Click on photo to Link to Further Information
Click on photo to Link to Further Information

If you are buying a cottage, a rural home or lot, for the first time, chances are you are going to want to know about septic systems.  Simply put, a septic is a management system to treat your wastewater—anything that is put down a toilet and anything that goes down your drain.  Waste flows down from the house to the tank, and down from the tank to a “title bed”.  A traditional septic system is a completely passive system (there are other systems, but that’s a topic for another blog).

Basically, you have a tank that is buried in your yard.  As per the diagram below, wastewater flows into the tank from your house at one end (A) and leaves the tank at the other (E).


As new water enters the tank, it displaces the water that’s already there. This water (C) flows out of the septic tank and into a “tile bed”.  A tile bed is made of perforated pipes buried in trenches in your yard.  This water is then naturally filtered through the earth.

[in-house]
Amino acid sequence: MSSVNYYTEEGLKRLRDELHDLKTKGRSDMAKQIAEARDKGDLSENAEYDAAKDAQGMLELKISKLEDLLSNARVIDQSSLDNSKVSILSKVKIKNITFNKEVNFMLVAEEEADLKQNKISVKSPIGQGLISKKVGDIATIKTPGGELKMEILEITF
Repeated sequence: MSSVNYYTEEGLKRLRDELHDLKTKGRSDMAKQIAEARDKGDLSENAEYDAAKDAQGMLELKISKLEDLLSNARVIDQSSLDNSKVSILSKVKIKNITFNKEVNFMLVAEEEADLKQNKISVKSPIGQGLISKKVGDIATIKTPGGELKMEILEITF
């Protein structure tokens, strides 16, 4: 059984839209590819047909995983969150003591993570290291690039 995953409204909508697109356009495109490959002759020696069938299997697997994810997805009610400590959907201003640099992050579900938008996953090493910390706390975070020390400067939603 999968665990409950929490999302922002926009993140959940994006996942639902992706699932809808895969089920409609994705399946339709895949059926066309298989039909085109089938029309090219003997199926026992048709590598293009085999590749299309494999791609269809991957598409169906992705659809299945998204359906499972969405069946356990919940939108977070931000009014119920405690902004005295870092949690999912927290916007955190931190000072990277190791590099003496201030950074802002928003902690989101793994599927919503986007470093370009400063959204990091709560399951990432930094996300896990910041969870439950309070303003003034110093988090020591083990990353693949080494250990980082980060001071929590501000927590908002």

Anything heavier than water, sinks to the bottom of the tank, this is called sludge (D). Soap suds and fats form a floating layer at the top known as “scum” (B).

The organic material in your wastewater is broken down by bacteria, which is a by-product of human waste.  This is a natural process which helps to reduce any scum and sludge from leaving with the water that flows into the tile bed.  Scum and sludge are what must be pumped out so that they do not begin to leave the tank with the water and plug up the tile bed.  You should pump out every 3 to 5 years depending on use.

Here’s an overhead view of the system of your house (A), tank (B), distribution box (C) and tile bed (D), in a traditional septic there are usually 5 runs in the tile bed.


It is important to limit the use of soaps and bleaches that may make their way into your septic tank as these can kill off the bacteria needed to reduce scum and sludge.  Avoid chemicals and reduce the amount of toilet paper used.

To keep your system healthy you need to understand it and be able to educate your family and guests.  A good slogan for everyone using your system is:  “If you didn’t eat it, don’t flush it”.

Here are some links for further information on septic systems:

Septic system brochure:

Septic system guide:

Northern Bruce Peninsula Septic Guide:


Kathy Dimaline is a Real Estate Broker for RE/MAX Grey Bruce Realty Inc.  The comments on this Blog are the opinions, only, of Kathy Dimaline and do not constitute any legal advice or legal opinion and does not represent the interests or opinions of RE/MAX Grey Bruce Realty Inc., brokerage.